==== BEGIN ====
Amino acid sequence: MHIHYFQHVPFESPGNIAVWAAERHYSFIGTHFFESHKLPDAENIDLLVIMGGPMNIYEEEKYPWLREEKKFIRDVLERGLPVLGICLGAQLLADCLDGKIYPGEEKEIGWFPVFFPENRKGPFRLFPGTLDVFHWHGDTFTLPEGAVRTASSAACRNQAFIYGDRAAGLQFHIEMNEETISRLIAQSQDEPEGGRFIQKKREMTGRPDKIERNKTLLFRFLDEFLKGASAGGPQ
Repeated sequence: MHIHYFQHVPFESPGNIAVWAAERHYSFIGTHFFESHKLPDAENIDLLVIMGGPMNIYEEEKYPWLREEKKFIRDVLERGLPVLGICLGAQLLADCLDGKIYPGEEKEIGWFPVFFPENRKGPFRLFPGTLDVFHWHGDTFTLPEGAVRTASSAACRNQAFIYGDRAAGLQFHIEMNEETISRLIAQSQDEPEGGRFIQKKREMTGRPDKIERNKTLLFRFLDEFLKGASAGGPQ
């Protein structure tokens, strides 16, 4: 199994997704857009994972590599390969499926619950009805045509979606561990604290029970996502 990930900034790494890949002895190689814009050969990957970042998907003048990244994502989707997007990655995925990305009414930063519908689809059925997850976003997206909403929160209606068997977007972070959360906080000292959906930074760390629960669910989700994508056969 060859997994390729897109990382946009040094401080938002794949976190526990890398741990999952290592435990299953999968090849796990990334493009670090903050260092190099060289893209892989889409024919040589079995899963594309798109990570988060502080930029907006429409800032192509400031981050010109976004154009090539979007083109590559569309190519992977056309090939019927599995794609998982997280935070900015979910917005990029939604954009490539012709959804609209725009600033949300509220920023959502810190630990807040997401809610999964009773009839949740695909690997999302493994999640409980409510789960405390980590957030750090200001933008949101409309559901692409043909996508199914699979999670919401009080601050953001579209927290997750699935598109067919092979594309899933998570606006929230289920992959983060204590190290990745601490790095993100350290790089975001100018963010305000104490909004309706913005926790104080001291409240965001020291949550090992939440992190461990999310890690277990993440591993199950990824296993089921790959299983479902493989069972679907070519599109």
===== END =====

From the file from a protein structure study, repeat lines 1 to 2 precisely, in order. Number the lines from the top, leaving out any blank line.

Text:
Amino acid sequence: MHIHYFQHVPFESPGNIAVWAAERHYSFIGTHFFESHKLPDAENIDLLVIMGGPMNIYEEEKYPWLREEKKFIRDVLERGLPVLGICLGAQLLADCLDGKIYPGEEKEIGWFPVFFPENRKGPFRLFPGTLDVFHWHGDTFTLPEGAVRTASSAACRNQAFIYGDRAAGLQFHIEMNEETISRLIAQSQDEPEGGRFIQKKREMTGRPDKIERNKTLLFRFLDEFLKGASAGGPQ
Repeated sequence: MHIHYFQHVPFESPGNIAVWAAERHYSFIGTHFFESHKLPDAENIDLLVIMGGPMNIYEEEKYPWLREEKKFIRDVLERGLPVLGICLGAQLLADCLDGKIYPGEEKEIGWFPVFFPENRKGPFRLFPGTLDVFHWHGDTFTLPEGAVRTASSAACRNQAFIYGDRAAGLQFHIEMNEETISRLIAQSQDEPEGGRFIQKKREMTGRPDKIERNKTLLFRFLDEFLKGASAGGPQ